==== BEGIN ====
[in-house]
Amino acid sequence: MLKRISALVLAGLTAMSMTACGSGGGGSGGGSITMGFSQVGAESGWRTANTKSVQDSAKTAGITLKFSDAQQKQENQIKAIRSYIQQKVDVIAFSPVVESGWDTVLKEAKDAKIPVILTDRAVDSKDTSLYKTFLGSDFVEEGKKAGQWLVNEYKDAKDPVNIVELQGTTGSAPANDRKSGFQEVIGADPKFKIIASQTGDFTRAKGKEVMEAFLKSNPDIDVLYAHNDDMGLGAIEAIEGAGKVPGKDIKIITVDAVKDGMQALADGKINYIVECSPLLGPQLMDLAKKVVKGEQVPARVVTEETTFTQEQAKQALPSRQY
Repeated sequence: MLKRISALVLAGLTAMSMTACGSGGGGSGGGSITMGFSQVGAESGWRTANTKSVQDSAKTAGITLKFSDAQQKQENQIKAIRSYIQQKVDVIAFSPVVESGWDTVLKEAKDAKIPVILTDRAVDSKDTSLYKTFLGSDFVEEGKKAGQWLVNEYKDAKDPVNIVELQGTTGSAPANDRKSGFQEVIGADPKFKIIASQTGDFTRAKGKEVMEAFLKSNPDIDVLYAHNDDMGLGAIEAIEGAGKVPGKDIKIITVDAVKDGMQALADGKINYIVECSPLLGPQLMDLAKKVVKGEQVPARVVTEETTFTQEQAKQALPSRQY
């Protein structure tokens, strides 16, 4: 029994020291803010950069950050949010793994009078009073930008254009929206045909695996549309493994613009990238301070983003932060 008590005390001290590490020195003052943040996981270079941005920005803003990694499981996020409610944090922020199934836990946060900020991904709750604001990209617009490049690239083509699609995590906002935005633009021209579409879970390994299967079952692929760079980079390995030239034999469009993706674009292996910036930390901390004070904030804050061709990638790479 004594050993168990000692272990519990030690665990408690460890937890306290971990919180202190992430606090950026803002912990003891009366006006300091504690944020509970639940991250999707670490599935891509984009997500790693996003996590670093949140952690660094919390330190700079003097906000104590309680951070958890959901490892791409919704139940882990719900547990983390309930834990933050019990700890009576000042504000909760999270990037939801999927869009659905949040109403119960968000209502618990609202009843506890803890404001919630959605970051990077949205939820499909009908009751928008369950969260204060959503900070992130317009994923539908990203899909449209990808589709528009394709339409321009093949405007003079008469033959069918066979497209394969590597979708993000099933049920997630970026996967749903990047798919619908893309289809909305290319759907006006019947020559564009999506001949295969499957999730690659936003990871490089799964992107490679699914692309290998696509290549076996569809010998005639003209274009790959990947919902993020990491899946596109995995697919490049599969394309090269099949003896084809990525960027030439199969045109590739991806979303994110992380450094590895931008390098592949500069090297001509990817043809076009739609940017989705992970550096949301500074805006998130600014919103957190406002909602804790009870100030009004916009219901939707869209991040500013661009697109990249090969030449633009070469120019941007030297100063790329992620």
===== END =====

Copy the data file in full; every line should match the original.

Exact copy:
[in-house]
Amino acid sequence: MLKRISALVLAGLTAMSMTACGSGGGGSGGGSITMGFSQVGAESGWRTANTKSVQDSAKTAGITLKFSDAQQKQENQIKAIRSYIQQKVDVIAFSPVVESGWDTVLKEAKDAKIPVILTDRAVDSKDTSLYKTFLGSDFVEEGKKAGQWLVNEYKDAKDPVNIVELQGTTGSAPANDRKSGFQEVIGADPKFKIIASQTGDFTRAKGKEVMEAFLKSNPDIDVLYAHNDDMGLGAIEAIEGAGKVPGKDIKIITVDAVKDGMQALADGKINYIVECSPLLGPQLMDLAKKVVKGEQVPARVVTEETTFTQEQAKQALPSRQY
Repeated sequence: MLKRISALVLAGLTAMSMTACGSGGGGSGGGSITMGFSQVGAESGWRTANTKSVQDSAKTAGITLKFSDAQQKQENQIKAIRSYIQQKVDVIAFSPVVESGWDTVLKEAKDAKIPVILTDRAVDSKDTSLYKTFLGSDFVEEGKKAGQWLVNEYKDAKDPVNIVELQGTTGSAPANDRKSGFQEVIGADPKFKIIASQTGDFTRAKGKEVMEAFLKSNPDIDVLYAHNDDMGLGAIEAIEGAGKVPGKDIKIITVDAVKDGMQALADGKINYIVECSPLLGPQLMDLAKKVVKGEQVPARVVTEETTFTQEQAKQALPSRQY
């Protein structure tokens, strides 16, 4: 029994020291803010950069950050949010793994009078009073930008254009929206045909695996549309493994613009990238301070983003932060 008590005390001290590490020195003052943040996981270079941005920005803003990694499981996020409610944090922020199934836990946060900020991904709750604001990209617009490049690239083509699609995590906002935005633009021209579409879970390994299967079952692929760079980079390995030239034999469009993706674009292996910036930390901390004070904030804050061709990638790479 004594050993168990000692272990519990030690665990408690460890937890306290971990919180202190992430606090950026803002912990003891009366006006300091504690944020509970639940991250999707670490599935891509984009997500790693996003996590670093949140952690660094919390330190700079003097906000104590309680951070958890959901490892791409919704139940882990719900547990983390309930834990933050019990700890009576000042504000909760999270990037939801999927869009659905949040109403119960968000209502618990609202009843506890803890404001919630959605970051990077949205939820499909009908009751928008369950969260204060959503900070992130317009994923539908990203899909449209990808589709528009394709339409321009093949405007003079008469033959069918066979497209394969590597979708993000099933049920997630970026996967749903990047798919619908893309289809909305290319759907006006019947020559564009999506001949295969499957999730690659936003990871490089799964992107490679699914692309290998696509290549076996569809010998005639003209274009790959990947919902993020990491899946596109995995697919490049599969394309090269099949003896084809990525960027030439199969045109590739991806979303994110992380450094590895931008390098592949500069090297001509990817043809076009739609940017989705992970550096949301500074805006998130600014919103957190406002909602804790009870100030009004916009219901939707869209991040500013661009697109990249090969030449633009070469120019941007030297100063790329992620």